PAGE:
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Download the complete SCIENCE AND ENGINEERING project topic and material (chapter 1-5) titled STUDIES ON THE BIOLOGY OF SILVER CATFISH (CHRYSICHTHYS NIGRODIGITATUS LACÈPÈDE 1803) IN JEBBA LAKE, NIGERIA  here on PROJECTS.ng. See below for the abstract, table of contents, list of figures, list of tables, list of appendices, list of abbreviations and chapter one. Click the DOWNLOAD NOW button to get the complete project work instantly.

 

PROJECT TOPIC AND MATERIAL ON STUDIES ON THE BIOLOGY OF SILVER CATFISH (CHRYSICHTHYS NIGRODIGITATUS LACÈPÈDE 1803) IN JEBBA LAKE, NIGERIA

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  • Name: STUDIES ON THE BIOLOGY OF SILVER CATFISH (CHRYSICHTHYS NIGRODIGITATUS LACÈPÈDE 1803) IN JEBBA LAKE, NIGERIA
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ABSTRACT

Studies on the biology of silver catfish Chrysichthys nigrodigitatus (Lacèpède, 1803) in
Jebba Lake, Nigeria was carried out between January 2009 and December 2010. Samples
collected using fleets of experimental gillnets were used for the study. There was
fluctuations in the physico-chemical parameters measured; mean electrical conductivity
(66.41±13.89µs/cm), and mean phosphate (0.20±0.15mg/l), which was significantly
different (p<0.05) at the zones. The males and females showed allometric (2.49) and
isometric (3.18) growth pattern respectively, with strong relationship and direct
proportionality between length-length for males (0.93) and females (0.83). The condition
factor for males (K=1.74) and females (K=1.83) showed that the lake was conducive for
the survival of the fish because it was greater than 1. The positive correlations in the
morphometric parameters, and the meristic counts confirmed the presence of the species in
the lake. The age structure was between 0+ and 3+ with bulk of the samples within ranges
of 2 and 2+, males being bigger than females. Size distribution ranged from small to adult,
with few adults in the population. Chrysichthys nigrodigitatus has the tendency to grow
bigger based on the growth performance index. Nine (9) major items ingested by C.
nigrodigitatus ranged from plant materials (21.75%) to animal components (55.65%),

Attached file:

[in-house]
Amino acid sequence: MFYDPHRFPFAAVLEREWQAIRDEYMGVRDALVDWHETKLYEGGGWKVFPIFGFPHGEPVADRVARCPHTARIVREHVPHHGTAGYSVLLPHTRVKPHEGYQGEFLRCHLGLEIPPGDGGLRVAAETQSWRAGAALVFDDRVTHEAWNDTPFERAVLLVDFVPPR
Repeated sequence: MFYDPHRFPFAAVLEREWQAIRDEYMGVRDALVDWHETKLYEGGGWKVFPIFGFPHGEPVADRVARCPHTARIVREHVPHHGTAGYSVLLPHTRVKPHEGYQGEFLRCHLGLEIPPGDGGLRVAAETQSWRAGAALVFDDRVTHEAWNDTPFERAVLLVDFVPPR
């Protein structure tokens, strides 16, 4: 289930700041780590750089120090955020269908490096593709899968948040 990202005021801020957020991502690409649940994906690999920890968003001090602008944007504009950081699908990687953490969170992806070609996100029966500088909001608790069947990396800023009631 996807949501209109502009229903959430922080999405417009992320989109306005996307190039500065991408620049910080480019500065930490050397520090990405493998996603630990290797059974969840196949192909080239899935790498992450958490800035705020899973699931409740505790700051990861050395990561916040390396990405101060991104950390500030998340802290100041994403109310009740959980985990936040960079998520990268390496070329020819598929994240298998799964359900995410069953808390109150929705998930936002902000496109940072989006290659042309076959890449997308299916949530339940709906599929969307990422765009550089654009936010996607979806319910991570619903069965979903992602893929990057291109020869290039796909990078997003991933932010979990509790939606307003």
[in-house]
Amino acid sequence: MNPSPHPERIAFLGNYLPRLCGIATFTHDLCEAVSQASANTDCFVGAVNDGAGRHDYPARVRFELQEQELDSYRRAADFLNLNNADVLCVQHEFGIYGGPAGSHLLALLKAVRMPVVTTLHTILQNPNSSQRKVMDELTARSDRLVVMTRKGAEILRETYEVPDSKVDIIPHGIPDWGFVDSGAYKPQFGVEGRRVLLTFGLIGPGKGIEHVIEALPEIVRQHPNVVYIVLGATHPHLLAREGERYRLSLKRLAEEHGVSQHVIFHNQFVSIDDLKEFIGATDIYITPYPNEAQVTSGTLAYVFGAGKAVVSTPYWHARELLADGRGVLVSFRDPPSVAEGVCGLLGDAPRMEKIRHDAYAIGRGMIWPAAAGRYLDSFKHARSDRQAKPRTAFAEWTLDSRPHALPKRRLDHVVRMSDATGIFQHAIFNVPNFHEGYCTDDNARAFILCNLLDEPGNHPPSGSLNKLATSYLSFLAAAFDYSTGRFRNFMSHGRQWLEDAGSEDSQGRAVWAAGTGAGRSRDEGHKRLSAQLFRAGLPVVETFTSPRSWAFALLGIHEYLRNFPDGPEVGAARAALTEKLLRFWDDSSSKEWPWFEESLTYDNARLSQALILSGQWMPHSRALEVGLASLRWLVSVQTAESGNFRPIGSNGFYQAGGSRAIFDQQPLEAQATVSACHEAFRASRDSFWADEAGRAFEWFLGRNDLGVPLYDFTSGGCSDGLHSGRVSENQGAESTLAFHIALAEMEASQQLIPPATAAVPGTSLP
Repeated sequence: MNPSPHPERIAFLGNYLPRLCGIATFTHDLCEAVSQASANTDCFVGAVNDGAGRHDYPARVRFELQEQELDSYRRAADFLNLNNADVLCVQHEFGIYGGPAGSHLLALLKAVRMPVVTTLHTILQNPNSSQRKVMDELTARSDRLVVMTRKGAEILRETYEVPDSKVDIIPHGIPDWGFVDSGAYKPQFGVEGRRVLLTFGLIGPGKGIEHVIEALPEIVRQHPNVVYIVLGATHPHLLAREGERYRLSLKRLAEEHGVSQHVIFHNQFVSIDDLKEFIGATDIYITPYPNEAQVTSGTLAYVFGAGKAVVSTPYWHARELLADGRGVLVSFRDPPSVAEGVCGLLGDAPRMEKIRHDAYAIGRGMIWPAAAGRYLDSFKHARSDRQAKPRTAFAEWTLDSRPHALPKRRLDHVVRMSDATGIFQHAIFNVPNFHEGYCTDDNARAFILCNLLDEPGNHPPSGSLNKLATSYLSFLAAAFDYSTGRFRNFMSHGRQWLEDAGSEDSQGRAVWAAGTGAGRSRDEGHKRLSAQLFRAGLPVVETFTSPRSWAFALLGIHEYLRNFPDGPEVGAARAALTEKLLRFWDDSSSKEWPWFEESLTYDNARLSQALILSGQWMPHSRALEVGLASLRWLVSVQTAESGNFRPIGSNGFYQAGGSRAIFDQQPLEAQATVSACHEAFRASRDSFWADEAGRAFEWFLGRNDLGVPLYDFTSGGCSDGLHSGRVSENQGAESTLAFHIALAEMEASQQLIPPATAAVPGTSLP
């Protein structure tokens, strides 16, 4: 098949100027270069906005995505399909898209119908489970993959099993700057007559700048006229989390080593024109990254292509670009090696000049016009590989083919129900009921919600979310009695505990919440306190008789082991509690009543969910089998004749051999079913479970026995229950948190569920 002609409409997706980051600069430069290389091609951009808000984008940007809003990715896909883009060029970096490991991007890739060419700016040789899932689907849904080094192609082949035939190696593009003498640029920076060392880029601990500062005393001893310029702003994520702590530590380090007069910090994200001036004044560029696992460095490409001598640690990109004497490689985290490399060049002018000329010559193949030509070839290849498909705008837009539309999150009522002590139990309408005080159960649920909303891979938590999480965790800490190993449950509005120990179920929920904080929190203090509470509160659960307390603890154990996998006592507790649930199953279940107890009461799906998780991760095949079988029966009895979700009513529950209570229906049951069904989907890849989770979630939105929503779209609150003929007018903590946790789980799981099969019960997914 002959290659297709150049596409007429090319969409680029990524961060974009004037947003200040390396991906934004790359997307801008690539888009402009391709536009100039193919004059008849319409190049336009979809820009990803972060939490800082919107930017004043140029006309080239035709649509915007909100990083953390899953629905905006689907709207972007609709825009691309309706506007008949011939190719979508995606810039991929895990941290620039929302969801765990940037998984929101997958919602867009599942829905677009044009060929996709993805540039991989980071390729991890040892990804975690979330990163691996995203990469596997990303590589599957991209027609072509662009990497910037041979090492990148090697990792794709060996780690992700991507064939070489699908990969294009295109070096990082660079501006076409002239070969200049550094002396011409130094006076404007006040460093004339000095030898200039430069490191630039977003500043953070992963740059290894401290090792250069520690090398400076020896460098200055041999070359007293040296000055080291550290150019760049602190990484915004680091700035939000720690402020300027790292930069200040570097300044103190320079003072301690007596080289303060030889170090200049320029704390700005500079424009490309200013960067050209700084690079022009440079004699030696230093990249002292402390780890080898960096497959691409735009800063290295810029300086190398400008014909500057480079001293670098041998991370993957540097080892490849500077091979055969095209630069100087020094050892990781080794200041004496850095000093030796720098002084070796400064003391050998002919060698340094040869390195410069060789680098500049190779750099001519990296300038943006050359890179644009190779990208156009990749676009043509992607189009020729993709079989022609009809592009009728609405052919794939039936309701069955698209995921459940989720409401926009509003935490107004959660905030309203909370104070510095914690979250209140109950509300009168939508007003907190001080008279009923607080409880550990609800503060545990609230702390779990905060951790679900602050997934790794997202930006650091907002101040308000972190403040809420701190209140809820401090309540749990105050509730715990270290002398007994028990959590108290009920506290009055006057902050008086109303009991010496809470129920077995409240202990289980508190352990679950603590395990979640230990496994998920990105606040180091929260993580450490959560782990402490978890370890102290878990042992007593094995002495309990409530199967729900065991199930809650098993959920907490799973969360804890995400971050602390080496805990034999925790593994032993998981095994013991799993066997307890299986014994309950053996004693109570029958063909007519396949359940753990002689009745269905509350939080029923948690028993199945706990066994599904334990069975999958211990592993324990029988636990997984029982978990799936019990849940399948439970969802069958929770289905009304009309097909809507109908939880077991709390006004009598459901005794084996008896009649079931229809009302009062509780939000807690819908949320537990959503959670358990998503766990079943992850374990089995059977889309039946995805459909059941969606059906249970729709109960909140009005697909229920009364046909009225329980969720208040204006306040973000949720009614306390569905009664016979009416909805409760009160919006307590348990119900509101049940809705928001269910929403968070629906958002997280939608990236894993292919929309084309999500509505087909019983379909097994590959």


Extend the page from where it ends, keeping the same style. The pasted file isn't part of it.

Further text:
which vary in abundance across months and seasons. Juveniles and sub-adult fed
predominantly on insects (36.72% and 28.69), while adults on fry (27.86%). There was a
direct relationship between the size of fish and ingested food items. Prey importance index
showed insects (57.61%), insects (53.70%) and fry (39.65%) as the most important items
ingested by juveniles, sub-adults and adults, respectively. There was high feeding intensity
due to few number of fish stomachs without food. Chrysichthys nigrodigitatus is an
omnivore with moderate gut length. There were more males than females (1.77:1) in the
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population. More gravid females were recorded in August and September, which coincide
with the period of spawning. Gonad maturity showed stages I-VI, males attained first
maturity than females. Female C. nigrodigitatus had higher gonado-somatic index (9.73)
than males (1.32) especially during the wet season. Mean fecundity ranged between 1,670
3,375 eggs, which increase with increased in fish size. Chrysichthys nigrodigitatus was the
most abundant species both within the family Claroteidae (13.06%) and in the overall
catch (8.95%) during wet than dry seasons, dominant in zones I and II during the wet
season, and commonly found at the bottom of the lake. It is recommended that
morphometric and meristic parameters be used to identify the fish, study on population
structure to reveal more class sizes be done, culture trials should also be done, and the feed
components to be plant and animals materials.

TABLE OF CONTENTS

Content Page
Title page ……………………………………………………………….. i
Declaration ……………………………………………………………….. ii
Certification ……………………………………………………………….. iii
Acknowledgements ……………………………………………………………….. iv
Abstract ………………………………………………………………… v
Table of contents ……………………………………………………………….. vii
List of tables ……………………………………………………………….. xiii
List of plates ………………………………………………………………. xvi
List of figures ………………………………………………………………. xvii
List of Appendices ………………………………………………………………. xviii
Abbreviations, Definitions and Symbols …………………………………………… xx
CHAPTER ONE ……………………………………………………………….. 1
1.0 INTRODUCTION …………………………………………………………. 1
1.1 Background Information ……………………………………………….. 1
1.2 Research Problems ………………………………………………………… 9
1.3 Justification of the Study ……………………………………………….. 10
1.4 Aim and Objectives of the Study ……………………………………….. 11
1.5 Hypotheses ………………………………………………………………… 12
CHAPTER TWO ……………………………………………………………….. 13
2.0 LITERATURE REVIEW …………………………………………………. 13
2.1 Physico-chemical Characteristics of Water Bodies ……………………… 13
2.1.1 Water temperature ……………………………………………………….. 14
2.1.2 Dissolved Oxygen (DO) …………………………………………………….. 15
viii
2.1.3 Hydrogen Ion concentration (pH) …………………………………………….. 17
2.1.4 Transparency …………………………………………………………………. 18
2.1.5 Total Alkalinity and Hardness …………………………………………………. 19
2.1.6 Electrical Conductivity (EC) and Total Dissolved Solids (TDS) ………………. 20
2.1.7 Turbidity and Total Suspended Solids (TSS) ………………………………….. 21
2.1.8 Phosphate …………………………………………………………………… 23
2.1.9 Nitrate …….……………………………………………………………………. 24
2.2 Growth and Age Parameters of Chrysichthys nigrodigitatus ………………. 25
2.21 Length-weight relationship and other morphometric parameters of Chrysichthys nigrodigitatus …………………………………………………. 25
2.2.2 Age composition and structure of Chrysichthys nigrodigitatus …………………… 33